Submitted to: International Wheat Quality Conference
Publication Type: Proceedings
Publication Acceptance Date: 4/8/2005
Publication Date: 5/20/2005
Citation: Delwiche, S. R. 2005. Up and Coming Methods and Instrumentation for End-Use Wheat Quality Measurements. In: Chung, O.K., Lookhart, G.L., editors. Standing on the Shoulders of Giants-What We Have Learned and Where We Are Going. Proceedings of Third Int'l. Wheat Quality Conference. May 22-26,2005, Manhattan Kansas, p. 283-289. Interpretive Summary: As with many other branches of the commodities and food industry, methods for wheat quality determination are continually under development that will be more rapid, easier, and ideally, more accurate, than the ones they are supposed to replace. For simplicity, rapid methods can be separated into categories, depending on the underlying properties of measurement. In the broadest sense, these are as follows: mechanical (e.g., single kernel characterization system - SKCS, rapid visco analyzer - RVA), chemical (e.g., HPLC, capillary electrophoresis, ELISA), and optical. This paper deals primarily with optical measurements, and in particular, those governed by near-infrared (NIR) and visible spectroscopy.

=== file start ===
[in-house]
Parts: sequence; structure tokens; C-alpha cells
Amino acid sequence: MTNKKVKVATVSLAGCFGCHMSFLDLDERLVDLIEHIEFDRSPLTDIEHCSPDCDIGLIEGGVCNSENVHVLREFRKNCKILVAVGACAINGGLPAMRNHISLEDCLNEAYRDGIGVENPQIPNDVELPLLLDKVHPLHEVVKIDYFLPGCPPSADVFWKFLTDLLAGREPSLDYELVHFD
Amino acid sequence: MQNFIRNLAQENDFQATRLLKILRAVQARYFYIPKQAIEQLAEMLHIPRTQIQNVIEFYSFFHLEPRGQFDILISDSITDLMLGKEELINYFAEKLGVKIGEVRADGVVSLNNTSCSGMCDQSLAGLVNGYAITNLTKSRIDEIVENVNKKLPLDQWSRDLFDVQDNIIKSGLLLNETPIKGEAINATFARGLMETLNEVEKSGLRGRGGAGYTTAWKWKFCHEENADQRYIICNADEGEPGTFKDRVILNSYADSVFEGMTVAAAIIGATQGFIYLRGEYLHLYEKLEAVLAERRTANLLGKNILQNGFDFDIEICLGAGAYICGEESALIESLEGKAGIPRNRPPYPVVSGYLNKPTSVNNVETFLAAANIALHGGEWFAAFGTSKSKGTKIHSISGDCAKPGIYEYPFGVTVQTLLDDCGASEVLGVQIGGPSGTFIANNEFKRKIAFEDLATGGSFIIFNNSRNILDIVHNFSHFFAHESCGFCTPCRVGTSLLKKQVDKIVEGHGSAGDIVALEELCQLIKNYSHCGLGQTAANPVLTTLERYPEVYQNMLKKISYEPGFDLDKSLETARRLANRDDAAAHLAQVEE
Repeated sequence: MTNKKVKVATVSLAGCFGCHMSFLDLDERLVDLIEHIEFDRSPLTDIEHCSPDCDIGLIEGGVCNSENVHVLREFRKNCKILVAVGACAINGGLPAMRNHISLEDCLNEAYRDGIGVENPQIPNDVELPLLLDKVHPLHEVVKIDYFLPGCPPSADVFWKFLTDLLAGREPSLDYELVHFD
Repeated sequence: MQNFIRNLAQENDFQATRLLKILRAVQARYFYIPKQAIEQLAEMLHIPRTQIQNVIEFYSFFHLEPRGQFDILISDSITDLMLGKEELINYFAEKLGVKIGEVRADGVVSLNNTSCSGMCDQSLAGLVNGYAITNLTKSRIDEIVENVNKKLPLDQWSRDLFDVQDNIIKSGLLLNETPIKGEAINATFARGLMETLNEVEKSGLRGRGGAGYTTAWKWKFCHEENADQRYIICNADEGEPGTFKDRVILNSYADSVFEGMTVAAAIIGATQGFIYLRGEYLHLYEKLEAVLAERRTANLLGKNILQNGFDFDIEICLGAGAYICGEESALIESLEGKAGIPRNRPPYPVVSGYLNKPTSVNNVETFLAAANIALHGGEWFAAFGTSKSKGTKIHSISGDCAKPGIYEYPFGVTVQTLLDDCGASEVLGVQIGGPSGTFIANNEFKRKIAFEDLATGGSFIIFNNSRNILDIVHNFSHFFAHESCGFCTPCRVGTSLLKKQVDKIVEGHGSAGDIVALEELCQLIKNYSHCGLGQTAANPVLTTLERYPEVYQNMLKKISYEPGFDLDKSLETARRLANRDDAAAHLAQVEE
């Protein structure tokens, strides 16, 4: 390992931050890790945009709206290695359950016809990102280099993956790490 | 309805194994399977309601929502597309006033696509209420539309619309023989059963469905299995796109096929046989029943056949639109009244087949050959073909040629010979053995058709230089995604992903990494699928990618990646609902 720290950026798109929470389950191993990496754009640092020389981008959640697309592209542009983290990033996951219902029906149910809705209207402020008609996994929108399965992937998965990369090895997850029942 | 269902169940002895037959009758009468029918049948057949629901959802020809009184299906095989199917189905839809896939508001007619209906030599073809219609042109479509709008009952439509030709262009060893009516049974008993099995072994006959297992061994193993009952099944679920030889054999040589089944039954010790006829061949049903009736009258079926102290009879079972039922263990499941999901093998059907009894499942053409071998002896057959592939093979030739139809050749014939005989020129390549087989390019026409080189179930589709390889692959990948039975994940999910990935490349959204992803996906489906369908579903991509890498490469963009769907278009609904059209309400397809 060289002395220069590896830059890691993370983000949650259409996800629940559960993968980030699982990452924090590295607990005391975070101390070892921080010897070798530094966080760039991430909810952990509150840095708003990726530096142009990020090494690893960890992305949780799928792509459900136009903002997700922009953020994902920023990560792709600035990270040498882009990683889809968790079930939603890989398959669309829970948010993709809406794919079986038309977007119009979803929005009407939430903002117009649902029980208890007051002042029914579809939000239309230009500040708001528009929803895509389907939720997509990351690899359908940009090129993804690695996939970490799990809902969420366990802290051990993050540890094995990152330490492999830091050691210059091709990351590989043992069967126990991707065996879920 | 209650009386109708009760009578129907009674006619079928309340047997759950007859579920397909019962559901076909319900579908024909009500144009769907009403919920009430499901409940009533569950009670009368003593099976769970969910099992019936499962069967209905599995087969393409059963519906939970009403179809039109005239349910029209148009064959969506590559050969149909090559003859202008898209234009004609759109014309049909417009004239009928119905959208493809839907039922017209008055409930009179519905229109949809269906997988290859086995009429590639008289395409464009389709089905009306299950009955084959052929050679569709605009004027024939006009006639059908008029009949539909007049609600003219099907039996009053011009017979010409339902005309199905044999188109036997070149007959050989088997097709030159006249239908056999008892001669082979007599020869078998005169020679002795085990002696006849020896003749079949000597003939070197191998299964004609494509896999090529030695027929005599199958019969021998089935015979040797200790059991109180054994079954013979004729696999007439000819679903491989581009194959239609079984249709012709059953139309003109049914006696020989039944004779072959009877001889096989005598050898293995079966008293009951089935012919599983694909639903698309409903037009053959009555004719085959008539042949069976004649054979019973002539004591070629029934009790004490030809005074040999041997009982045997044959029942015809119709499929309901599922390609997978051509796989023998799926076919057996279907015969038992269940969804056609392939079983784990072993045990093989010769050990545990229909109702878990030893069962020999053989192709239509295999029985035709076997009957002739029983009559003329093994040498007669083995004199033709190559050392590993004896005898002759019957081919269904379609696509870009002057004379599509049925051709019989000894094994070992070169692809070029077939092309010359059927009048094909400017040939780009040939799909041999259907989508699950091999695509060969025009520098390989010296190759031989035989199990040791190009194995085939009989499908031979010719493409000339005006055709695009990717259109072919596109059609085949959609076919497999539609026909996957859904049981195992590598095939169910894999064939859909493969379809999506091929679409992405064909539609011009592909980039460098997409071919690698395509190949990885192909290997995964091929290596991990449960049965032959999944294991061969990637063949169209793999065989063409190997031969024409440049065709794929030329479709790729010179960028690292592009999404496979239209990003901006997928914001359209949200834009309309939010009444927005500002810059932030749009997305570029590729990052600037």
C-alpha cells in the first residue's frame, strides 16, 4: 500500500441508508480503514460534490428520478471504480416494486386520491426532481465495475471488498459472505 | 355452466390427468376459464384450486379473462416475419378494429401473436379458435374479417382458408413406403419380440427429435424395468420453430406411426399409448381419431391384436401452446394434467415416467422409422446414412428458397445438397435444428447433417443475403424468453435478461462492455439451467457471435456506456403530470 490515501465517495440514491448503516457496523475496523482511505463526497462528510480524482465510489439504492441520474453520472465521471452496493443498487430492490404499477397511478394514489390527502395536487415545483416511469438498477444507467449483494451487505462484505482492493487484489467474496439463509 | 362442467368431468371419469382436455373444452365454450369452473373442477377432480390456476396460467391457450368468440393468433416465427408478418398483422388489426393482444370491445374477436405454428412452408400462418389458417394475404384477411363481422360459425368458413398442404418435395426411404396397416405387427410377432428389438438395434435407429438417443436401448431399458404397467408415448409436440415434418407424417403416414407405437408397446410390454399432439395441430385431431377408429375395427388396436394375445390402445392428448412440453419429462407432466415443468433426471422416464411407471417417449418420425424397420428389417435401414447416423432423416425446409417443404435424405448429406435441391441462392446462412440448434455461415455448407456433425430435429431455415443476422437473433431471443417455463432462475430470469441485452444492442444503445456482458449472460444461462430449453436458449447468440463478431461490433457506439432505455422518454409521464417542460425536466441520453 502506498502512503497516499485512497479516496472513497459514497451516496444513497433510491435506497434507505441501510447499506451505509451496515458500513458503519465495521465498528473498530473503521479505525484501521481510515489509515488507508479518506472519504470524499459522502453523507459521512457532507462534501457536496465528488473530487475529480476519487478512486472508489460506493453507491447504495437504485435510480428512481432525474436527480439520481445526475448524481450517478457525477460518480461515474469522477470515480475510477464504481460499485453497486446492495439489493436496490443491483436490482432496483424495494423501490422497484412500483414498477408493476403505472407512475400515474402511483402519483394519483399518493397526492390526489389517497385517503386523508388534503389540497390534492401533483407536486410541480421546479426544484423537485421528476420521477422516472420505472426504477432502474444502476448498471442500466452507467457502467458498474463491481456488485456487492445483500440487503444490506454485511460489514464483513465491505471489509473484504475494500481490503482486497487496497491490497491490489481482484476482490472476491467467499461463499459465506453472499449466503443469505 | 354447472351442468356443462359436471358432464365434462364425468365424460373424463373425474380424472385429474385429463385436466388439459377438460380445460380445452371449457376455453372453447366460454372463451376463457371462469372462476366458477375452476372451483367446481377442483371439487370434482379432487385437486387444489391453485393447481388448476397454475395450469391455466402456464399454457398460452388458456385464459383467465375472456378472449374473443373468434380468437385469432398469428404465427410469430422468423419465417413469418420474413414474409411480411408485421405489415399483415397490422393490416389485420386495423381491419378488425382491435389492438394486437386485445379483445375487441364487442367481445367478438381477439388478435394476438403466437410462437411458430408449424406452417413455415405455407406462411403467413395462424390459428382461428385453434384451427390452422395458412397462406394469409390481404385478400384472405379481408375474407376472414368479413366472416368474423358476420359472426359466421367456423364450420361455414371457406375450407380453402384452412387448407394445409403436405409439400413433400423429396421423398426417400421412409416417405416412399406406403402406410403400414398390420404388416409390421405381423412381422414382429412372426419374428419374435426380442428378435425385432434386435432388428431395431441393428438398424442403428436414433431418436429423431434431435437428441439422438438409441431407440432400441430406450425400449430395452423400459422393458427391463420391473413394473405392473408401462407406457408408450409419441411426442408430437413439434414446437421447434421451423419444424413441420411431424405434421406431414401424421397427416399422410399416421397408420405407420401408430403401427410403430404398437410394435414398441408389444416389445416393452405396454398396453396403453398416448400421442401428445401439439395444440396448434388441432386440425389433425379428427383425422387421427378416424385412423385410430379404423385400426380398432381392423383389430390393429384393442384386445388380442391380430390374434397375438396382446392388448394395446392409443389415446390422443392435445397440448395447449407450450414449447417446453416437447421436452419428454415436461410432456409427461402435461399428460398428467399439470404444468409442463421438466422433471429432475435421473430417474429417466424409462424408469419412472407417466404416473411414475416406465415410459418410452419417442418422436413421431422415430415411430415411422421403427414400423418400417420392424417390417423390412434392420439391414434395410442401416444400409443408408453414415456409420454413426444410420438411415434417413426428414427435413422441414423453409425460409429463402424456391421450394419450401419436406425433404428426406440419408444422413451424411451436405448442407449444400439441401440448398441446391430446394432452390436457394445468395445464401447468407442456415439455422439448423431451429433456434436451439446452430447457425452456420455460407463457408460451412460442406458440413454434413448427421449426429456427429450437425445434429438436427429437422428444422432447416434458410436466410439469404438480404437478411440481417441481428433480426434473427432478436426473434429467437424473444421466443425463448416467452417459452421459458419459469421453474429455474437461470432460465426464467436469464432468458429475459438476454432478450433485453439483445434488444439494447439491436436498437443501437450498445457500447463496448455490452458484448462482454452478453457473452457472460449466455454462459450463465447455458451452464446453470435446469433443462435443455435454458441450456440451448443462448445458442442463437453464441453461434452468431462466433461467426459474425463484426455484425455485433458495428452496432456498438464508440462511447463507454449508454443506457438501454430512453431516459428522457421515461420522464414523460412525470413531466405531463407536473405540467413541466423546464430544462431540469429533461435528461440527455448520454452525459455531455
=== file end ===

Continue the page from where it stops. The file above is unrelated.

Technical Abstract: While numerous physical and chemical methods are available for estimating wheat end-use quality, most suffer from the lack of rapidness and have the tendency for being too complex for use in stations of commerce and online processing. In recent years, coincident with the development of inexpensive, powerful computers, several technologies have been examined to overcome these speed and complexity problems. Inarguably, the most developed of these is near-infrared (NIR) analysis, with more than 40 years of history. This paper highlights some of the recent advances in NIR and related optical technologies.